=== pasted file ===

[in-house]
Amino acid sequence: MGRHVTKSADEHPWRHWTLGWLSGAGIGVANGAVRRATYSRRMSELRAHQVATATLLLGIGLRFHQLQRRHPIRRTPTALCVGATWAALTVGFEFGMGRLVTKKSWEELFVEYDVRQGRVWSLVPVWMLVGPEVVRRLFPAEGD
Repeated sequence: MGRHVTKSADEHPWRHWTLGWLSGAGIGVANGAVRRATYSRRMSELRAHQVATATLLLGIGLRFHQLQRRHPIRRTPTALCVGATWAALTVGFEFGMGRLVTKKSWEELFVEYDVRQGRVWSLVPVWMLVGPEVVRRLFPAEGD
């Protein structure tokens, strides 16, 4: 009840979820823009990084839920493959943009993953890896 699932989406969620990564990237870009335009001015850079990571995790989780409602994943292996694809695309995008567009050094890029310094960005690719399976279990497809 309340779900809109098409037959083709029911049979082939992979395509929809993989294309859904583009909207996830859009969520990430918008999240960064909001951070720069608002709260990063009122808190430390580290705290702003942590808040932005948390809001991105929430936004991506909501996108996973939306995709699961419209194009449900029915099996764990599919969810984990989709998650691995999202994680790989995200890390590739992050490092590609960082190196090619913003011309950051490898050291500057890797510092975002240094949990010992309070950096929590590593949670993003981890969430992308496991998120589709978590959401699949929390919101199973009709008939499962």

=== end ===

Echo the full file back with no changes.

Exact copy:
[in-house]
Amino acid sequence: MGRHVTKSADEHPWRHWTLGWLSGAGIGVANGAVRRATYSRRMSELRAHQVATATLLLGIGLRFHQLQRRHPIRRTPTALCVGATWAALTVGFEFGMGRLVTKKSWEELFVEYDVRQGRVWSLVPVWMLVGPEVVRRLFPAEGD
Repeated sequence: MGRHVTKSADEHPWRHWTLGWLSGAGIGVANGAVRRATYSRRMSELRAHQVATATLLLGIGLRFHQLQRRHPIRRTPTALCVGATWAALTVGFEFGMGRLVTKKSWEELFVEYDVRQGRVWSLVPVWMLVGPEVVRRLFPAEGD
């Protein structure tokens, strides 16, 4: 009840979820823009990084839920493959943009993953890896 699932989406969620990564990237870009335009001015850079990571995790989780409602994943292996694809695309995008567009050094890029310094960005690719399976279990497809 309340779900809109098409037959083709029911049979082939992979395509929809993989294309859904583009909207996830859009969520990430918008999240960064909001951070720069608002709260990063009122808190430390580290705290702003942590808040932005948390809001991105929430936004991506909501996108996973939306995709699961419209194009449900029915099996764990599919969810984990989709998650691995999202994680790989995200890390590739992050490092590609960082190196090619913003011309950051490898050291500057890797510092975002240094949990010992309070950096929590590593949670993003981890969430992308496991998120589709978590959401699949929390919101199973009709008939499962």